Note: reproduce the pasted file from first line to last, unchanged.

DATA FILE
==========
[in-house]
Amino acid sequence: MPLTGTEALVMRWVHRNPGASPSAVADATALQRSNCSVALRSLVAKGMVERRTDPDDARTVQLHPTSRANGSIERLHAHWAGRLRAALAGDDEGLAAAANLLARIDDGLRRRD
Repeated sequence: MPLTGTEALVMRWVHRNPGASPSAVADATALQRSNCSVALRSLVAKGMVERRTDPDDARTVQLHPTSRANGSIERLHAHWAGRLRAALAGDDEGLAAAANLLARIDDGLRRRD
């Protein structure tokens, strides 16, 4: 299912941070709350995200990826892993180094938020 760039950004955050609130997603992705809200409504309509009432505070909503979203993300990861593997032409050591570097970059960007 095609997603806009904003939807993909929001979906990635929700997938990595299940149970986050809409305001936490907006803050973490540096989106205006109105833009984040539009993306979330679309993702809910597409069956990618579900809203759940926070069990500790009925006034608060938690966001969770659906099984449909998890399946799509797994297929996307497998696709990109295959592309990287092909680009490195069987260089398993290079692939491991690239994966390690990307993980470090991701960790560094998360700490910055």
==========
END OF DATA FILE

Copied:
[in-house]
Amino acid sequence: MPLTGTEALVMRWVHRNPGASPSAVADATALQRSNCSVALRSLVAKGMVERRTDPDDARTVQLHPTSRANGSIERLHAHWAGRLRAALAGDDEGLAAAANLLARIDDGLRRRD
Repeated sequence: MPLTGTEALVMRWVHRNPGASPSAVADATALQRSNCSVALRSLVAKGMVERRTDPDDARTVQLHPTSRANGSIERLHAHWAGRLRAALAGDDEGLAAAANLLARIDDGLRRRD
């Protein structure tokens, strides 16, 4: 299912941070709350995200990826892993180094938020 760039950004955050609130997603992705809200409504309509009432505070909503979203993300990861593997032409050591570097970059960007 095609997603806009904003939807993909929001979906990635929700997938990595299940149970986050809409305001936490907006803050973490540096989106205006109105833009984040539009993306979330679309993702809910597409069956990618579900809203759940926070069990500790009925006034608060938690966001969770659906099984449909998890399946799509797994297929996307497998696709990109295959592309990287092909680009490195069987260089398993290079692939491991690239994966390690990307993980470090991701960790560094998360700490910055």